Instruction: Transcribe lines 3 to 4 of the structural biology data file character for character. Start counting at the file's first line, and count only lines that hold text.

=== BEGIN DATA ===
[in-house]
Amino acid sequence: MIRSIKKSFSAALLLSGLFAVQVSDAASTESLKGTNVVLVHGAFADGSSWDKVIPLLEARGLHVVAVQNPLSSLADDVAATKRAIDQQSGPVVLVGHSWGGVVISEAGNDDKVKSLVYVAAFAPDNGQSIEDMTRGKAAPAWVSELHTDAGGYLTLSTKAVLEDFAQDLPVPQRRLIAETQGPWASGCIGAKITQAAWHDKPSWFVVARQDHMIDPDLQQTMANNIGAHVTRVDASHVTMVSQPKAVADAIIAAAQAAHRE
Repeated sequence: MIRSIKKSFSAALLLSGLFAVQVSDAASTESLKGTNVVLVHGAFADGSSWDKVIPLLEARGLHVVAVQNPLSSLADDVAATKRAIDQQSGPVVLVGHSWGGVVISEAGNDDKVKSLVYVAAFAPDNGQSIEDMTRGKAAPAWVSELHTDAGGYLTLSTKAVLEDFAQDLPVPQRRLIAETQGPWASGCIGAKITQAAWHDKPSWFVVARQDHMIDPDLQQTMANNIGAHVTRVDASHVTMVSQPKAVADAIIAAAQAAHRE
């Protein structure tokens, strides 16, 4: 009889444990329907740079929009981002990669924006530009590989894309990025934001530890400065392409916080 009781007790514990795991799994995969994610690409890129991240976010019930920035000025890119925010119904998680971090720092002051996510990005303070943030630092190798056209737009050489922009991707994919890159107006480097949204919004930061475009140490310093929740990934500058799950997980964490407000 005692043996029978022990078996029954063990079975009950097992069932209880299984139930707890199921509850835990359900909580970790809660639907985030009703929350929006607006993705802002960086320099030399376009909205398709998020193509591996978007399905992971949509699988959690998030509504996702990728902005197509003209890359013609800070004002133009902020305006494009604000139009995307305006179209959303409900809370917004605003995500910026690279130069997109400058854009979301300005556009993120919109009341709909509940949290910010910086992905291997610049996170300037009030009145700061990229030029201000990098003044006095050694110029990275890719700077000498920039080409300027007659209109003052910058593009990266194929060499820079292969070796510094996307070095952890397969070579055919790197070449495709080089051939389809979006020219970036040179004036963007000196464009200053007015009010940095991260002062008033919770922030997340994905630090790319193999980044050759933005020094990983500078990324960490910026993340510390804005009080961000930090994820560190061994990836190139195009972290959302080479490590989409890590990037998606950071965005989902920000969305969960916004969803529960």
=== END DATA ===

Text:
Repeated sequence: MIRSIKKSFSAALLLSGLFAVQVSDAASTESLKGTNVVLVHGAFADGSSWDKVIPLLEARGLHVVAVQNPLSSLADDVAATKRAIDQQSGPVVLVGHSWGGVVISEAGNDDKVKSLVYVAAFAPDNGQSIEDMTRGKAAPAWVSELHTDAGGYLTLSTKAVLEDFAQDLPVPQRRLIAETQGPWASGCIGAKITQAAWHDKPSWFVVARQDHMIDPDLQQTMANNIGAHVTRVDASHVTMVSQPKAVADAIIAAAQAAHRE
């Protein structure tokens, strides 16, 4: 009889444990329907740079929009981002990669924006530009590989894309990025934001530890400065392409916080 009781007790514990795991799994995969994610690409890129991240976010019930920035000025890119925010119904998680971090720092002051996510990005303070943030630092190798056209737009050489922009991707994919890159107006480097949204919004930061475009140490310093929740990934500058799950997980964490407000 005692043996029978022990078996029954063990079975009950097992069932209880299984139930707890199921509850835990359900909580970790809660639907985030009703929350929006607006993705802002960086320099030399376009909205398709998020193509591996978007399905992971949509699988959690998030509504996702990728902005197509003209890359013609800070004002133009902020305006494009604000139009995307305006179209959303409900809370917004605003995500910026690279130069997109400058854009979301300005556009993120919109009341709909509940949290910010910086992905291997610049996170300037009030009145700061990229030029201000990098003044006095050694110029990275890719700077000498920039080409300027007659209109003052910058593009990266194929060499820079292969070796510094996307070095952890397969070579055919790197070449495709080089051939389809979006020219970036040179004036963007000196464009200053007015009010940095991260002062008033919770922030997340994905630090790319193999980044050759933005020094990983500078990324960490910026993340510390804005009080961000930090994820560190061994990836190139195009972290959302080479490590989409890590990037998606950071965005989902920000969305969960916004969803529960």